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dc.contributor.author최보율-
dc.date.accessioned2016-09-19T05:37:52Z-
dc.date.available2016-09-19T05:37:52Z-
dc.date.issued2015-03-
dc.identifier.citationRheumatology International, v. 35, NO 2, Page. 327-336en_US
dc.identifier.issn0172-8172-
dc.identifier.issn1437-160x-
dc.identifier.urihttp://search.proquest.com/docview/1648516642?accountid=11283-
dc.identifier.urihttp://hdl.handle.net/20.500.11754/23196-
dc.description.abstractCaffeine, a commonly consumed food constituent, is known to exert beneficial physiological effects in humans. There is a lack of comprehensive population data for the effects of caffeine intake on urate metabolism. Therefore, the aim of this study was to determine whether coffee, tea, and caffeine intake influences serum uric acid and the risk of hyperuricemia in the Korean Multi-Rural Communities Cohort. We enrolled 9,400 participants in this study. An assessment of various dietary intake amounts of substances such as coffee and tea was performed using a food frequency questionnaire. The content of caffeine was calculated from coffee (74 mg/cup) and tea (15 mg/cup) intake information from the past year. Multivariate logistic regression models, multiple linear regression models, and analysis of covariance were applied to identify any association of dietary intake with serum uric acid levels or the risk of hyperuricemia. No trends for coffee, tea, or caffeine intake were found according to each quintile with serum uric acid in males, although there were weak, marginally significant trends between the content of coffee and caffeine intake and serum uric acid level in females (p = 0.07 for both). Tea intake in males and caffeine intake in females were significantly different between non-hyperuricemia and hyperuricemia (p = 0.04 and p = 0.04, respectively). In addition, a significant association of serum uric acid level with tea intake in males (beta = 0.0006, p = 0.02) and with tea intake and caffeine intake in females (beta = 0.0003, p = 0.04 and beta = 0.0006, p = 0.02, respectively) was observed. There was no effect of coffee, tea, or caffeine intake on the risk of hyperuricemia in either males or females. This study suggests that caffeine consumption might have an effect on serum uric acid in females. However, coffee, tea, and caffeine intake amounts were not associated with the risk of hyperuricemia.en_US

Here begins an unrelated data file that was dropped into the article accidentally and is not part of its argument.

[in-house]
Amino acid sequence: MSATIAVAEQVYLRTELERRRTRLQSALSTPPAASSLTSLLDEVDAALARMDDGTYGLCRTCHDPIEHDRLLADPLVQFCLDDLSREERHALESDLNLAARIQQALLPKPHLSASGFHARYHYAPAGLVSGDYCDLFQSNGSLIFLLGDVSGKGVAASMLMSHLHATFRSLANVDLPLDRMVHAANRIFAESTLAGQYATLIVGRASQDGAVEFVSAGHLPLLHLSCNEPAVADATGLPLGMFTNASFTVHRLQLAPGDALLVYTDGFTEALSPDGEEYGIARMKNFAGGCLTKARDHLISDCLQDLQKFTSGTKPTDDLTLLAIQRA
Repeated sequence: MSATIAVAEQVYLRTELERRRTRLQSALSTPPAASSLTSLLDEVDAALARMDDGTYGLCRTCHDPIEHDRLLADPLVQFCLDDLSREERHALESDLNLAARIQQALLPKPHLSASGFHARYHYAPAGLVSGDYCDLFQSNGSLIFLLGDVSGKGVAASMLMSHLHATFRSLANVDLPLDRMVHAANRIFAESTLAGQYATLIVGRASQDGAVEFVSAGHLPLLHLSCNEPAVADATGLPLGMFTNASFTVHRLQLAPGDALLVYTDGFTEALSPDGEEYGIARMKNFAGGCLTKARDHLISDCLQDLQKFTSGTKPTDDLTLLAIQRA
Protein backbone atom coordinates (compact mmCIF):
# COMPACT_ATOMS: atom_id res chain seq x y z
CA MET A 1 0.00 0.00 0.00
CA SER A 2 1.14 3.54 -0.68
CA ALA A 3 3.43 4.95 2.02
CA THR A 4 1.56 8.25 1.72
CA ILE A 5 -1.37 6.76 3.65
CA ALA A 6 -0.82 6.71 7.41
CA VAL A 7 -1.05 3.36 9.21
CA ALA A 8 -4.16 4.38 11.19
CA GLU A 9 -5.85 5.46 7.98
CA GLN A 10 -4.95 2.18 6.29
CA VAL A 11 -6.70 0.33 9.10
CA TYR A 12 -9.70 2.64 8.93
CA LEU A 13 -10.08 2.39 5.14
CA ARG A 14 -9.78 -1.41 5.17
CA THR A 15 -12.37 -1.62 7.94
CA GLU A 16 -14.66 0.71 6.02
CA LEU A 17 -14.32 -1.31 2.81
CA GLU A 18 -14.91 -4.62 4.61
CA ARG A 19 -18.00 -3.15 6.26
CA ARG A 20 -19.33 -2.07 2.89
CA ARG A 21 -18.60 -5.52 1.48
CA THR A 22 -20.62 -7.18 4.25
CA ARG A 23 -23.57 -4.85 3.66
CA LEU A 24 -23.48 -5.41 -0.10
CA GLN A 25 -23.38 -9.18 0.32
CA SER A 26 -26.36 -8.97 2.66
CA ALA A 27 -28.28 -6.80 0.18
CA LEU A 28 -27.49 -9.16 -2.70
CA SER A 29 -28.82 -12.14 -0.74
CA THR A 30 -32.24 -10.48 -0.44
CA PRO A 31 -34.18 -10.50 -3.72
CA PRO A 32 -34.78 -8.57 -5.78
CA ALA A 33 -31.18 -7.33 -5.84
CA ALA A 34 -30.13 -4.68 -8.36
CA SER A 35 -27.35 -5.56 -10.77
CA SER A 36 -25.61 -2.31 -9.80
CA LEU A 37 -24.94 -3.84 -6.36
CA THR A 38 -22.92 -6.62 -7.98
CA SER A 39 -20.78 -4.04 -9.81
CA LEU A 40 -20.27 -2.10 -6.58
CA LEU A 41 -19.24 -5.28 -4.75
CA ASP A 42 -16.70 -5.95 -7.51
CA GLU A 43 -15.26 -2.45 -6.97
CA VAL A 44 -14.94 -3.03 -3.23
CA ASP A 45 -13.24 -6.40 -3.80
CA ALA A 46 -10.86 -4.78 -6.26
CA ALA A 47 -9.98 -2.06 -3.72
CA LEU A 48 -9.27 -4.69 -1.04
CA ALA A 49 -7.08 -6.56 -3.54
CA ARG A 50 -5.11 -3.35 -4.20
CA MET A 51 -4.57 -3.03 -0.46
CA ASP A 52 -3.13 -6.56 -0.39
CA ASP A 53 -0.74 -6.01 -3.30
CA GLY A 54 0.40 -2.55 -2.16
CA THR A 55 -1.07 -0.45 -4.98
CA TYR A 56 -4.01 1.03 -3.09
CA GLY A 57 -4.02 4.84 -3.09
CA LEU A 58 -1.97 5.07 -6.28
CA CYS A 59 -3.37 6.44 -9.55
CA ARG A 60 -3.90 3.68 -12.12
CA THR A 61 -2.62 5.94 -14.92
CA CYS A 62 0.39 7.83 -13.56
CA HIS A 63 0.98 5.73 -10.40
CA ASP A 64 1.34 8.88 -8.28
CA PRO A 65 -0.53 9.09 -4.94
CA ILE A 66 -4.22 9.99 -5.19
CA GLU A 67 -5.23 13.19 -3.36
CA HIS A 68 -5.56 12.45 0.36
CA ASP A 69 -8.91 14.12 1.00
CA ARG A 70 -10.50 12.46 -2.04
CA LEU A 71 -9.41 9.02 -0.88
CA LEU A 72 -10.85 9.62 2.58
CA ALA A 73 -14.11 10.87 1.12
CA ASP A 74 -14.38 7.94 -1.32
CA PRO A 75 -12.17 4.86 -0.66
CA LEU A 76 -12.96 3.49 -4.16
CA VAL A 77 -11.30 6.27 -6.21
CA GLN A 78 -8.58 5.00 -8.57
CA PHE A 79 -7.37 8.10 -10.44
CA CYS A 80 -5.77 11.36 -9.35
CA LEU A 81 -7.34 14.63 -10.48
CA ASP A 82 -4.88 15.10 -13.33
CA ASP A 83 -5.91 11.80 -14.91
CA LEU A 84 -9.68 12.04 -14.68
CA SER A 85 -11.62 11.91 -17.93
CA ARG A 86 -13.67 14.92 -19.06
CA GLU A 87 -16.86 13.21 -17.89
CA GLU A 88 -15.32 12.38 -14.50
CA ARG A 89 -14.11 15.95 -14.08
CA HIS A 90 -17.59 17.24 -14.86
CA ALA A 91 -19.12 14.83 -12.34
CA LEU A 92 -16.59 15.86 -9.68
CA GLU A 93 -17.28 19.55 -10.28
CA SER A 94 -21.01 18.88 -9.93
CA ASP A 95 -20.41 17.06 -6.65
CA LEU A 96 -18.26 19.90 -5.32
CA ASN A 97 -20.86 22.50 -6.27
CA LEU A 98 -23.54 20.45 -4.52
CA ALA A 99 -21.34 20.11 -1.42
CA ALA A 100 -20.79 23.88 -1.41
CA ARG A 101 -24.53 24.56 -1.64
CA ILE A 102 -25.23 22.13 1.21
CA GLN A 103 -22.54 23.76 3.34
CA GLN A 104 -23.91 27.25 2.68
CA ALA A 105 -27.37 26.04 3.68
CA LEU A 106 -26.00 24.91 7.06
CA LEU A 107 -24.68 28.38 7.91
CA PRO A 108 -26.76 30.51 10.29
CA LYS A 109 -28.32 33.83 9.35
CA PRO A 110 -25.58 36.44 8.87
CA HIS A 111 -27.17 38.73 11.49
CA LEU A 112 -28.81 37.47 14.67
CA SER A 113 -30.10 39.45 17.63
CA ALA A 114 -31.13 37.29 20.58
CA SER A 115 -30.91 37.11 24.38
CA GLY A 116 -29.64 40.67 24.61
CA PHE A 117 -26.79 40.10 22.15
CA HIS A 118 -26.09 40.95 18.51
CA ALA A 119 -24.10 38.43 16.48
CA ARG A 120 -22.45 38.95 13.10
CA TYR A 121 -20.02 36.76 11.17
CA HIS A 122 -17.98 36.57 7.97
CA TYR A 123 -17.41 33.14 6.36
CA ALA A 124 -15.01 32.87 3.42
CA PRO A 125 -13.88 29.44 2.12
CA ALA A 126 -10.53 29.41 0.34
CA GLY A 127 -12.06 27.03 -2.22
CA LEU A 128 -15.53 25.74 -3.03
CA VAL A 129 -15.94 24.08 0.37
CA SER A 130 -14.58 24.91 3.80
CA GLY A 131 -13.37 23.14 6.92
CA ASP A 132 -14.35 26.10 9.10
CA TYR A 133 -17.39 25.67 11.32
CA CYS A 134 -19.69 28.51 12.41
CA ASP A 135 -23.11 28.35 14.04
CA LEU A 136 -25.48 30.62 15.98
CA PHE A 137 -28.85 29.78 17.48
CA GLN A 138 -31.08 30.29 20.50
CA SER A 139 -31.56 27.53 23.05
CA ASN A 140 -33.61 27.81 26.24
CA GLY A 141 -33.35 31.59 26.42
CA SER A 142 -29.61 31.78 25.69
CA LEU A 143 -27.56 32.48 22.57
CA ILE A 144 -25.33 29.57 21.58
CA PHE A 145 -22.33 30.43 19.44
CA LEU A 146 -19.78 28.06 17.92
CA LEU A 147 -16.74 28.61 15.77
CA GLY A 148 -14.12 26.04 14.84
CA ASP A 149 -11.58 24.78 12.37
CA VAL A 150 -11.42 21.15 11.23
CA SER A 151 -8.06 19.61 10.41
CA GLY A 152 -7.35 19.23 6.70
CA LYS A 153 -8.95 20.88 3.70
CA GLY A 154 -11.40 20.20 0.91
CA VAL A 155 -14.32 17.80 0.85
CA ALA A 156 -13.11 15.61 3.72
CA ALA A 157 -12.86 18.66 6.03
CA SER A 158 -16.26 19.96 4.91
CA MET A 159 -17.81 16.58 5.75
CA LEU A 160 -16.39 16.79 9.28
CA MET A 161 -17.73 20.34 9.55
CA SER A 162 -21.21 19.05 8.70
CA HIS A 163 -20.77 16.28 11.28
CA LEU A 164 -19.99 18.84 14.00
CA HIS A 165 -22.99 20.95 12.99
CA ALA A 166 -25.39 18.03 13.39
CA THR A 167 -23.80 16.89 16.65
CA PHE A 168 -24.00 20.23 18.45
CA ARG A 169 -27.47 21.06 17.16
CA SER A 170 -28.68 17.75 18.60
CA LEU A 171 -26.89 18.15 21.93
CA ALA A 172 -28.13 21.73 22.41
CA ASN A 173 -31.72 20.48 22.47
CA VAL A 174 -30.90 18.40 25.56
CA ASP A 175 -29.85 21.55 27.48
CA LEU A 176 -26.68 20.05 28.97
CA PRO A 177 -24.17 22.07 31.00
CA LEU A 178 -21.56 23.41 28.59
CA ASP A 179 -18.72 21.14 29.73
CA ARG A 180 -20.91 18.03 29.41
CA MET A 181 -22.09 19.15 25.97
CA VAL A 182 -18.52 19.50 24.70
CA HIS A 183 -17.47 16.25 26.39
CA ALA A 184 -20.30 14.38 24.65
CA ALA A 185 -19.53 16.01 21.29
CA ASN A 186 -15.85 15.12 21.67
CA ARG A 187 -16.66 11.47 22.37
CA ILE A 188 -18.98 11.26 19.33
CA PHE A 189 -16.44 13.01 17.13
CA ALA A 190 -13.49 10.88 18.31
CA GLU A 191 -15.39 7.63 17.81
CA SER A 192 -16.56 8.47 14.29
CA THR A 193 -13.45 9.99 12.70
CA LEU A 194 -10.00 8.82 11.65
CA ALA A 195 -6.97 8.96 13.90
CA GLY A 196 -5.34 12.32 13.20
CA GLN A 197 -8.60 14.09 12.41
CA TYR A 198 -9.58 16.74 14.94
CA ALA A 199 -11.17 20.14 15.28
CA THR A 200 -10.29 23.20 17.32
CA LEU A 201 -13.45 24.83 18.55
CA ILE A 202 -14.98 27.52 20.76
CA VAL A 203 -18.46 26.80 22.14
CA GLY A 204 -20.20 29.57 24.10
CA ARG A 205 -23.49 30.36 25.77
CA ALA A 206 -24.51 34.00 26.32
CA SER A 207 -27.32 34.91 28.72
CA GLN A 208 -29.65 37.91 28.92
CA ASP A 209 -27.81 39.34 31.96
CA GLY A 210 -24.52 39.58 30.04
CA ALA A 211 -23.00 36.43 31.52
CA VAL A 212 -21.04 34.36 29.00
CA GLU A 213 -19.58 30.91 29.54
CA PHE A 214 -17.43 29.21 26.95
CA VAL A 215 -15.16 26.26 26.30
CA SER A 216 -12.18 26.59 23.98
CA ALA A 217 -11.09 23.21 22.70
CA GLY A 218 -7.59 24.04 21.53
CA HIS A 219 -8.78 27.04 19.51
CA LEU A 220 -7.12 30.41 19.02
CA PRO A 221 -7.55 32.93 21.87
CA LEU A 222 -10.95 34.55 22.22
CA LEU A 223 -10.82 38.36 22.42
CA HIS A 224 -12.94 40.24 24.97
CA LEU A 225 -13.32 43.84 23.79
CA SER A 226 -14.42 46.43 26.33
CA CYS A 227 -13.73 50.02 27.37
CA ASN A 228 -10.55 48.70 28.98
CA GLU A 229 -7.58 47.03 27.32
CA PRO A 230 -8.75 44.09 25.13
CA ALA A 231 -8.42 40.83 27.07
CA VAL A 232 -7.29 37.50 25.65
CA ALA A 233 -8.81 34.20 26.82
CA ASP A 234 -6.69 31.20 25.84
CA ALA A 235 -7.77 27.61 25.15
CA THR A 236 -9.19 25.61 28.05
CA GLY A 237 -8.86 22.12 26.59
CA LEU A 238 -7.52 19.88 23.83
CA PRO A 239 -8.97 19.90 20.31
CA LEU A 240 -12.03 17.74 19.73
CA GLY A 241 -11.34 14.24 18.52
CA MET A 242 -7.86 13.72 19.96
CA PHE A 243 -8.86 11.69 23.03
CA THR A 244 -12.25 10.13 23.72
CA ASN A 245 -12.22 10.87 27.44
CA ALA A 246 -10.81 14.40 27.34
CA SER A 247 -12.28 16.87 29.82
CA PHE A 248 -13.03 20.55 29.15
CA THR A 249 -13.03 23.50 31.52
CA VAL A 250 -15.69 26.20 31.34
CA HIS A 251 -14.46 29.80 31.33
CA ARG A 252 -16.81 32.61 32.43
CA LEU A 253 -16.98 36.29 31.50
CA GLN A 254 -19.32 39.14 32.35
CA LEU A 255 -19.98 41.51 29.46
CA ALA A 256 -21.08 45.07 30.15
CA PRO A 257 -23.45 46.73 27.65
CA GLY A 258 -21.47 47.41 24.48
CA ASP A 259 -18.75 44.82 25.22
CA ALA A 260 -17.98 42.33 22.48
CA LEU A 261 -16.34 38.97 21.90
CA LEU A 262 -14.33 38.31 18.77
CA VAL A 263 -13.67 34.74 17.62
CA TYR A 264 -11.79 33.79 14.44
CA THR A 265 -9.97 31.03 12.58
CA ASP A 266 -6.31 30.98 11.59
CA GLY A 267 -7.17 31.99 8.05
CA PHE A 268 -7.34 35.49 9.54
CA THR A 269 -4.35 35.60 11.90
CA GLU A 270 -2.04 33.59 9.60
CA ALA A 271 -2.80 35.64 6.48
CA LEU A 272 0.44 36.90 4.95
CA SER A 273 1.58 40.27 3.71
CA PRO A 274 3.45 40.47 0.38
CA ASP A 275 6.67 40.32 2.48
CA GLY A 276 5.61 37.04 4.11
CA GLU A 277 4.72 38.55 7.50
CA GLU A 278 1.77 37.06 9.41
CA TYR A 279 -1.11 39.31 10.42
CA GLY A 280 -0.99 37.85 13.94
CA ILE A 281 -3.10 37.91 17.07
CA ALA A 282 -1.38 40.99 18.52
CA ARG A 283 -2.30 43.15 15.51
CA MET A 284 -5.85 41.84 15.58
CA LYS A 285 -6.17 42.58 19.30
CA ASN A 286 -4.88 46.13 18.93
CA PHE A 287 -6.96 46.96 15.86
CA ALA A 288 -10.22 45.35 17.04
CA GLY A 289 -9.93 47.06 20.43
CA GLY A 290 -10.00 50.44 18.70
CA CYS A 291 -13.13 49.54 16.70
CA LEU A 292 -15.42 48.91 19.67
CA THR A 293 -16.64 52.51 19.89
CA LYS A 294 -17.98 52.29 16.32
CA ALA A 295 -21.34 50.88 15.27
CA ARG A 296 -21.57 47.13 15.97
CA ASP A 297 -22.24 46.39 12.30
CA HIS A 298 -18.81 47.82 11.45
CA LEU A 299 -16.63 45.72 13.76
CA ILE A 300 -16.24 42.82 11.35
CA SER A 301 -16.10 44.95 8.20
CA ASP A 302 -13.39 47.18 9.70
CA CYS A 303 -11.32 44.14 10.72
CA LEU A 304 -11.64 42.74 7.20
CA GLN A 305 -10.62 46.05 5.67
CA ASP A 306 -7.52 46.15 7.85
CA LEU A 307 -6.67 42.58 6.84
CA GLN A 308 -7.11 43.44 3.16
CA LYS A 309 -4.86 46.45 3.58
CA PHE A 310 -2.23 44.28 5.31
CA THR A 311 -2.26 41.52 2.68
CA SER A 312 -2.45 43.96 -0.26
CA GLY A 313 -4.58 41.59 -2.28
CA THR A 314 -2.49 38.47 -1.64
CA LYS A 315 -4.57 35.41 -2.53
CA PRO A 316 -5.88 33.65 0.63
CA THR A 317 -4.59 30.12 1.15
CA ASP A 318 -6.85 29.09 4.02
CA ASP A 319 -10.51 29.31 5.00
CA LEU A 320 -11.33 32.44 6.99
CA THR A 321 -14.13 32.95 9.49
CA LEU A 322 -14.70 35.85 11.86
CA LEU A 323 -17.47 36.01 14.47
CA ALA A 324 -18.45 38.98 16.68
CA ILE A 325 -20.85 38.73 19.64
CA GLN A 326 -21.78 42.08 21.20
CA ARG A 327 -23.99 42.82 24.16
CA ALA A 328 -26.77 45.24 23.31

dc.description.sponsorshipThis research was supported by a fund (2004-E71004-00,2005-E71011-00, 2006-E71009-00, 2007-E71002-00, 2008-E71004-00, 2009- E71006-00) by Research of Korea Centers for Disease Control and Prevention.en_US
dc.language.isoenen_US
dc.publisherBMJ PUBLISHING GROUPen_US
dc.subjectUric aciden_US
dc.subjectHyperuricemiaen_US
dc.subjectCoffeeen_US
dc.subjectTeaen_US
dc.subjectCaffeineen_US
dc.titleThe effect of coffee, tea, and caffeine consumption on serum uric acid and the risk of hyperuricemia in Korean Multi-Rural Communities Cohorten_US
dc.typeArticleen_US
dc.relation.no2-
dc.relation.volume35-
dc.identifier.doi10.1007/s00296-014-3061-8-
dc.relation.page327-336-
dc.relation.journalANNALS OF THE RHEUMATIC DISEASES-
dc.contributor.googleauthorKim, Seong‑Kyu-
dc.contributor.googleauthorBae, Jisuk-
dc.contributor.googleauthorShin, Dong Hoon-
dc.contributor.googleauthorChun, Byung‑Yeol-
dc.contributor.googleauthorChoi, Bo Youl-
dc.contributor.googleauthorKim, Mi Kyung-
dc.contributor.googleauthorShin, Min‑Ho-
dc.contributor.googleauthorLee, Young‑Hoon-
dc.contributor.googleauthorPark, Pil Sook-
dc.relation.code2015001191-
dc.sector.campusS-
dc.sector.daehakCOLLEGE OF MEDICINE[S]-
dc.sector.departmentDEPARTMENT OF MEDICINE-
dc.identifier.pidbychoi-
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COLLEGE OF MEDICINE[S](의과대학) > MEDICINE(의학과) > Articles
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